“It’s providing good ground cover and feed for the sheep.”
He said they had farmed with sheep and clovers “for a very long time”.
“We feel it is a good mix as clover pasture compliments the cropping program,” he said.
“It allows us to keep our costs down with nitrogen available in the soil, and a continuous rotation of chemicals is prolonging the life of the cheaper brews.”
The Johnsons run 1000 head of Merinos and have just had lambs drop in the past few weeks.
The lambs are a favourite of Brett and wife Sarah’s children Kiara, 6, Zoey, 4 and Indi, 2.
Life on the land has its challenges for Brett and Sarah.
With the rural community continually shrinking and services becoming less, a lot of travelling is involved to stay in touch with friends and participate in community events.
Brett was a keen footy player but after a few too many injuries he had to stop playing, although he still supports the local team – which he said had to be propped up by city players every week due to the lack of members from the area.
He said he was the only one of his 18 mates from Kalannie to have returned and stayed on the land.
Sarah is a full-time mum, but also works off-farm one day a week at Kalannie Primary School, as well as being a local relief teacher.
Originally from Perth, Sarah studied teaching at Edith Cowan University at Joondalup before taking up a country position at Bencubbin.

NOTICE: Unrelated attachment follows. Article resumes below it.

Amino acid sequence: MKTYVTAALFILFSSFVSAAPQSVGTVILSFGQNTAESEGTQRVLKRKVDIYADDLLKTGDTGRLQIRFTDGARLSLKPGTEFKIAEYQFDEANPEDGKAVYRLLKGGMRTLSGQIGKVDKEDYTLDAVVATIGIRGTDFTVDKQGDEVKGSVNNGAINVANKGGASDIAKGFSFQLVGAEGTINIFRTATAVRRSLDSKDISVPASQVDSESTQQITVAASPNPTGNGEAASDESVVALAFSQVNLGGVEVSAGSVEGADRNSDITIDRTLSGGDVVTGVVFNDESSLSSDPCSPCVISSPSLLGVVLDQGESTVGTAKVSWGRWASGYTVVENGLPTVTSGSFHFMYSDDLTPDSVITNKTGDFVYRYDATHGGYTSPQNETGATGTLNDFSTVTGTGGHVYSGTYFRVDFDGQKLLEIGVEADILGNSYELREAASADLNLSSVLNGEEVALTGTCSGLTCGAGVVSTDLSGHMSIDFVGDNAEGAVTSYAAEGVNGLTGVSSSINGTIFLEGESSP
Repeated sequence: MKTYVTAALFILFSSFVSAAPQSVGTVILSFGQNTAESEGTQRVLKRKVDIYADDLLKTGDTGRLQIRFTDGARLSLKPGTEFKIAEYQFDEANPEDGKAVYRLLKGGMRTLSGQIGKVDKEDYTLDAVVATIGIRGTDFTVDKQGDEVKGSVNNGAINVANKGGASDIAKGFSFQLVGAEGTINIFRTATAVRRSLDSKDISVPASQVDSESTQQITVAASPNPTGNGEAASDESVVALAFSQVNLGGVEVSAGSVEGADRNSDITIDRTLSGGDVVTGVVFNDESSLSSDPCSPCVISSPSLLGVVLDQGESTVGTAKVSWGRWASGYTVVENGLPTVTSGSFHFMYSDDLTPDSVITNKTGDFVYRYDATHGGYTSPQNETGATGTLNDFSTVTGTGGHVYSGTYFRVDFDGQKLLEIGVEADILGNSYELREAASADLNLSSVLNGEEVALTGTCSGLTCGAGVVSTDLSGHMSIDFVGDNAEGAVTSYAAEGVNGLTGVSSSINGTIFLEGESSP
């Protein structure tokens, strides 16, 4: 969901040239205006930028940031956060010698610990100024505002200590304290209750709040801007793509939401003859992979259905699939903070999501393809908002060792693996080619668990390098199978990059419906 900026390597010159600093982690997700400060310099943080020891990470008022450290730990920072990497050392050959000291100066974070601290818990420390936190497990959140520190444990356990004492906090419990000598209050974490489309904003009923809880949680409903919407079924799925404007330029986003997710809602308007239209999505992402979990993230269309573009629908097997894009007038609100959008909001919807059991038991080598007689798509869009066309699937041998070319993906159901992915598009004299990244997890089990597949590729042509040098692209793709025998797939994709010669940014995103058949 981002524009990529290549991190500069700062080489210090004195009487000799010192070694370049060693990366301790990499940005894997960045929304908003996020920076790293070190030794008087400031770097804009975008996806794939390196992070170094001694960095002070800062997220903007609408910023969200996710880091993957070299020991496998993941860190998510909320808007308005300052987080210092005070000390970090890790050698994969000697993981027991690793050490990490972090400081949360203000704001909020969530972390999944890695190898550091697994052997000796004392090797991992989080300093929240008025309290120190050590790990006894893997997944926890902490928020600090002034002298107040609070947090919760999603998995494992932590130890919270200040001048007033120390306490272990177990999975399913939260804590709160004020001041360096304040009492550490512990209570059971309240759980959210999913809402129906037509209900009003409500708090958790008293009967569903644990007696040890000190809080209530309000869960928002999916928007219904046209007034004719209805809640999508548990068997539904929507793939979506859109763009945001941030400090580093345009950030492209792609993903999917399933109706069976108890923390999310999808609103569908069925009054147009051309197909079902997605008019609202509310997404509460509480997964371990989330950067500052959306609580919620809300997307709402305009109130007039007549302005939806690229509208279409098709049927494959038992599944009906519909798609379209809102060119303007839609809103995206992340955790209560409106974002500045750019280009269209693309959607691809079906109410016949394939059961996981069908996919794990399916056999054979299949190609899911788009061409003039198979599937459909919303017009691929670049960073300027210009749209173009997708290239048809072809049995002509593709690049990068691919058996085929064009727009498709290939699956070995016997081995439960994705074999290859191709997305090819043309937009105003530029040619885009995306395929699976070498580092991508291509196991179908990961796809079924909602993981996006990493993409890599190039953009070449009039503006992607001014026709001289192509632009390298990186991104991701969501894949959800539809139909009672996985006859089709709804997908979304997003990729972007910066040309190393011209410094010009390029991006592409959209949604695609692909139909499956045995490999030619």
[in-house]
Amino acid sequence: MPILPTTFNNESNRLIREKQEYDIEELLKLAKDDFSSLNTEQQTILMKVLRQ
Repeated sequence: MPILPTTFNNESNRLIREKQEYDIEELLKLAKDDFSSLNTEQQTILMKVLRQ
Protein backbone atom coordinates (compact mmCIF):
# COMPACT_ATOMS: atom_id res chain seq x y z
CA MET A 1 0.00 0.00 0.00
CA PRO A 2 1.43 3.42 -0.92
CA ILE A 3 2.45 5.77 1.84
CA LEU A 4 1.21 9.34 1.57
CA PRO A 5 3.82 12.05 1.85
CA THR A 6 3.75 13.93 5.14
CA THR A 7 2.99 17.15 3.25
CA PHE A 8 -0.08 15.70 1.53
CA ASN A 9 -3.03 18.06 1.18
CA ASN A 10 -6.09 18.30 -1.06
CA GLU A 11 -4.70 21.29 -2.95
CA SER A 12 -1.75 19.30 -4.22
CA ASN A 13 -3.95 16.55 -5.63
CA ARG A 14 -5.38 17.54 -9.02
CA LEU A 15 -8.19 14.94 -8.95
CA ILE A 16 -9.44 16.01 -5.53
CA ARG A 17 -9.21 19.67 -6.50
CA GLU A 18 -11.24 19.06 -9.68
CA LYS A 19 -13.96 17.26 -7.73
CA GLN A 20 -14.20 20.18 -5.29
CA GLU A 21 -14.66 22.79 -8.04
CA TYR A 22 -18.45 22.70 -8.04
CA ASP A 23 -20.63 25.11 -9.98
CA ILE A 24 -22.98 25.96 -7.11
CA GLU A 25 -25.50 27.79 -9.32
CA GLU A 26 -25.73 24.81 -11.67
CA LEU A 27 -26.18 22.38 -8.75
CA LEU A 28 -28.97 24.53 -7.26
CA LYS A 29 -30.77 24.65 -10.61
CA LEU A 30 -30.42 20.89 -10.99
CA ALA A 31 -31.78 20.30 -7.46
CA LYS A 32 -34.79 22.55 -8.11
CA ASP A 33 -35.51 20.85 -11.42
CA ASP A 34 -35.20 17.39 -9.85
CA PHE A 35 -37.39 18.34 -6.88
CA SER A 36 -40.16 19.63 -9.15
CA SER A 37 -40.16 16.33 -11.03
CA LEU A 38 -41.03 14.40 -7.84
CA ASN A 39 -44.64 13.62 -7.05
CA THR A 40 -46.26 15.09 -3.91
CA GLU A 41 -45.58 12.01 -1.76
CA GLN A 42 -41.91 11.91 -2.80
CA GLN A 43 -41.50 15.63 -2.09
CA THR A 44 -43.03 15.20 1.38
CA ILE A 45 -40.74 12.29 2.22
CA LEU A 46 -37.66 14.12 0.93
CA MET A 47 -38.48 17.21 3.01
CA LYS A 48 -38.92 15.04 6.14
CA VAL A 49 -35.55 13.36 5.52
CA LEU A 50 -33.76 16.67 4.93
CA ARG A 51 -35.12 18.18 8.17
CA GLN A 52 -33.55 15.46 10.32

Brett said when he first met Sarah it was in Perth, but when he found out she was teaching not far from where he lived he “burned a lot of rubber” to court her.
Sarah taught at Bencubbin, Ballidu and Koorda primary schools before they were married.
She is active in the community and also loves her sport enjoying participation in the local netball team.
They also take their daughters to Dalwallinu for dancing lessons.
While they recognise that farm life is great for the kids, the long-term plan is to move into Perth so the children can access better educational opportunities and make it easier for the family.
Brett and Sarah have already purchased a start-up business in Perth as a way to branch out of farming – although they have not decided exactly if selling up or leasing out would be the best option – as they still enjoy the land and it would be hard to leave it behind.
Brett said the uncertainty of the seasons and the continuous hard slog that was farming just to get an average crop, as well as thinking about the best future for their daughters, were the reasons they were looking at changing their course in the future.